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Steel Design

The two steel structures I am going to talk about is the Beijing National Stadium,
otherwise known as "The Bird's Nest" and the new Cowboys Stadium. The Beijing National
Stadium is a steel structure with a price tag of $423 million dollars. Due to the stadium's outward
appearance, it was nicknamed "The Bird's Nest". The design was awarded to a submission from
the Swiss architecture firm Herzog & de Meuron in April 2003. The design, which originated
from the study of Chinese ceramics, implemented steel beams in order to hide supports for the
retractable roof; giving the stadium the appearance of a "Bird's Nest".( See figure 1) The stadium
consists of two independent structures, standing 50 feet apart, a red concrete seating bowl and
the outer steel frame around it. In an attempt to hide the steel supports for the retractable roof,
required in the bidding process, the team developed the "seemingly random additional steel" to
blend the supports into the rest of the stadium. Twenty-four trussed columns encase the inner
bowl, each one weighing 1,000 tons. The retractable roof was later removed from the design after
inspiring the stadium's most recognizable aspect. The ground was broken in December 2003 and the
stadium officially opened in June 2008.
Beijing National Stadium was a joint project among architects Jacques Herzog and Pierre de
Meuron of Herzog & de Meuron, project architect Stefan Marbach, artist Ai Weiwei, and CADG which
was lead by chief architect Li Xinggang. The structural engineer on the project was Arup. They decided
to eliminate the retractable roof, which was the original inspiration for the "nest" design. The removal of
the retractable roof helped to bring the project under the reduced construction budget of $290 million,
from an original $500 million. With the removal of the retractable roof, the building was lightened, which
helped it stand up to seismic activity; however, the upper section of the roof was altered to protect fans
from weather. 17,000 construction workers worked on the construction of this stadium and 10 workers
had died throughout construction. All 110,000 tons of steel were made in China.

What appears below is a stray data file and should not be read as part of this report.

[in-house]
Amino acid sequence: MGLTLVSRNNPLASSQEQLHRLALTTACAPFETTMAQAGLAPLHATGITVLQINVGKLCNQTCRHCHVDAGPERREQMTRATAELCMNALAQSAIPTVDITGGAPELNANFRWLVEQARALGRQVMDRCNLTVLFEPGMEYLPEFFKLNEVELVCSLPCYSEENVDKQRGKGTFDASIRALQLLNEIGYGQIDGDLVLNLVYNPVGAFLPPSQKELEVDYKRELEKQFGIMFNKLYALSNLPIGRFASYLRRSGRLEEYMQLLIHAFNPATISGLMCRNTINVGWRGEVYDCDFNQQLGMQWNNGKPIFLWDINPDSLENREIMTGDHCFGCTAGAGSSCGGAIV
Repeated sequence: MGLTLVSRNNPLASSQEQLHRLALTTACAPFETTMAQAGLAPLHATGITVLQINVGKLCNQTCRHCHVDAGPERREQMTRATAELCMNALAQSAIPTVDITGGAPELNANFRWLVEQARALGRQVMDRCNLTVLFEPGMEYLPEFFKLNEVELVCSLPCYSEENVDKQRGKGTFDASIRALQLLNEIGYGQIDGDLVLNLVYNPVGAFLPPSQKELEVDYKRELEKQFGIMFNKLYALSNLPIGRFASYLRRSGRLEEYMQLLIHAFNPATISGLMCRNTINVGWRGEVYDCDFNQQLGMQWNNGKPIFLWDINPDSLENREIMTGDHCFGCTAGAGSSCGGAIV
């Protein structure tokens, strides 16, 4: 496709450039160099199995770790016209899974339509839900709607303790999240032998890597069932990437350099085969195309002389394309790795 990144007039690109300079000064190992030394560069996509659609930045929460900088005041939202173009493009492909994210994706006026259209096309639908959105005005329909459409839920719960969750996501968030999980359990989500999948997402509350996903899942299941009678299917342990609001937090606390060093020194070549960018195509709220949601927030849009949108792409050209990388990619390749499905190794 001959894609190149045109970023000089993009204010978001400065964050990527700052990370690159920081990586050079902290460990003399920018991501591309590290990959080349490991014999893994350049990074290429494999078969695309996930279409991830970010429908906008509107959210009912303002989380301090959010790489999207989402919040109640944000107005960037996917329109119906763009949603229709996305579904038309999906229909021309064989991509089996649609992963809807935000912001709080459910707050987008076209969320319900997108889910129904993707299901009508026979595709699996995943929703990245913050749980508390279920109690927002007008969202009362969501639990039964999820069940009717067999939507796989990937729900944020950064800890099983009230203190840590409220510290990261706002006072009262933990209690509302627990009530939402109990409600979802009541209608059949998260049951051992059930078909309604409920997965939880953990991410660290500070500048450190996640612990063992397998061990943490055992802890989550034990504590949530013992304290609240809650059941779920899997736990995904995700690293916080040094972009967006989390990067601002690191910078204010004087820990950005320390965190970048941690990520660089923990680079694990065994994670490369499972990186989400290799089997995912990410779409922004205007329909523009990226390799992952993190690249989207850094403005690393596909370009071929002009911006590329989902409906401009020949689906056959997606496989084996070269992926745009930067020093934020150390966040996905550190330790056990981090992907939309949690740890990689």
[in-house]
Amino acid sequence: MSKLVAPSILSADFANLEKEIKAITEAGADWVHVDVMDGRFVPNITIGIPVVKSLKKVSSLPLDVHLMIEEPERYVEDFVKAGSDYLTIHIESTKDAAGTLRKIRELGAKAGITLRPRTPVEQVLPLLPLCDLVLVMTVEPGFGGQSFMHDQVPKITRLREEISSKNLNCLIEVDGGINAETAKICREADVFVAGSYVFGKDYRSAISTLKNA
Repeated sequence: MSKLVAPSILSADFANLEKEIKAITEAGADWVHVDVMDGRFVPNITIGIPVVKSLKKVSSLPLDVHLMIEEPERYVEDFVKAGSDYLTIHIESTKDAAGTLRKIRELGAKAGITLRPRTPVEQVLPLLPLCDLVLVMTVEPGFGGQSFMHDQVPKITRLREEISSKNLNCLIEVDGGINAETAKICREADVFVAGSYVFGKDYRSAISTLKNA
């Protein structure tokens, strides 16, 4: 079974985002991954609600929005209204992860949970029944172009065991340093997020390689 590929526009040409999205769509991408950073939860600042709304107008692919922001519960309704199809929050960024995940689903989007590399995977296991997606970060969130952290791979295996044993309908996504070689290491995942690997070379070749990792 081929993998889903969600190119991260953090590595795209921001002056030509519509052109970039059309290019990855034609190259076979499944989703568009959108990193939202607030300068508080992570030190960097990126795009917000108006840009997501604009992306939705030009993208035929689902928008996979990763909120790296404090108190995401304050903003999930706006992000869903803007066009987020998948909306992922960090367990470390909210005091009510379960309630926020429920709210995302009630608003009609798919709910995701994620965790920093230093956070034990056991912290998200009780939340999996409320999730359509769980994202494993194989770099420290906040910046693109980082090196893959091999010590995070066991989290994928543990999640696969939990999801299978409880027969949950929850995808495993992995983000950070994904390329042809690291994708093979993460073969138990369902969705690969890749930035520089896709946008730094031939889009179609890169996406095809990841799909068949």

The Cowboys Stadium was completed on May 29, 2009 and seats 80,000, but is expandable to
hold up to 112,000 through the use of standing areas. The stadium is the largest domed stadium in the
world, has the world's largest column-free interior, and the largest video screen hung from 20 yard line
to 20 yard line. The construction cost was $1.12 billion, making it one of the most expensive sports
venues ever built. Cowboys Stadium was designed by the Dallas-based architectural firm HKS. The
structural engineer for the project was Walter P. Moore.
Two structural steel arches, each spanning the entire 1,290 ft length of the stadium, frame the
end zones and come to rest on massive concrete abutments in the approach plazas. (See Figure 2) Each
arch reaches a maximum height of 300 ft. The structure also contains a retractable roof. The retractable
roof was designed by structural engineering firm Walter P Moore and the systems were implemented by
mechanization consultants Uni-Systems. A highlight of Cowboys Stadium is its gigantic center-hung
high-definition television screen.( See Figure 3) The largest in the world, coming in at 160 by 72 feet,
11,520-square-foot scoreboard. The weight of the scoreboard is 1.2 million pounds.
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Figure 1: Bird's Nest

Figure 3: Cowboy's Scoreboard

Figure 2: Steel Arches


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Works Cited

"File:Birds Nest at Night.jpg -." Wikipedia, the free encyclopedia. Web. 28 Sept. 2009.

<http://en.wikipedia.org/wik/File:Birds_Nest_at_Night.jpg>.

"File:DallasCowboysNewStadiumapril08.jpg -." Wikipedia, the free encyclopedia. Web. 28 Sept. 2009.

<http://en.wikipedia.org/wiki/File:DallasCowboysNewStadiumapril08.jpg>.

http://imgs.sfgate.com/c/pictures/2009/08/22/sp-cowboys23_ph_0500507284.jpg